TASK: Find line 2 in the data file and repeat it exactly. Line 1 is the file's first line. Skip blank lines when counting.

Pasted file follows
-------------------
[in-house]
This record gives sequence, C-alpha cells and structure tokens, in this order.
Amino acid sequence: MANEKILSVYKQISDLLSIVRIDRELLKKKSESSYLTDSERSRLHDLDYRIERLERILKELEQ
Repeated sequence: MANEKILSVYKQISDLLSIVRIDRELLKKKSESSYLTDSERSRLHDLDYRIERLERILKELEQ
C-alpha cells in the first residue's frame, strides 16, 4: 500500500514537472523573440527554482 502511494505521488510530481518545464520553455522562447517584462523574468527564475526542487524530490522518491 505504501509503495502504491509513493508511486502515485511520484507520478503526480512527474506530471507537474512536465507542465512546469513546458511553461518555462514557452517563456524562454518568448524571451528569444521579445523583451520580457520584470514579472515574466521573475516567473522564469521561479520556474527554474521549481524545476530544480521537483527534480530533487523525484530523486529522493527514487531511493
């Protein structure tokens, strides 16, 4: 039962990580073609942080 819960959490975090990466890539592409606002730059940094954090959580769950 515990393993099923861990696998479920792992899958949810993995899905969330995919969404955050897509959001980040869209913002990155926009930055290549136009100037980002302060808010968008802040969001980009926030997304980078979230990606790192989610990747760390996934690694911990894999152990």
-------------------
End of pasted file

This record gives sequence, C-alpha cells and structure tokens, in this order.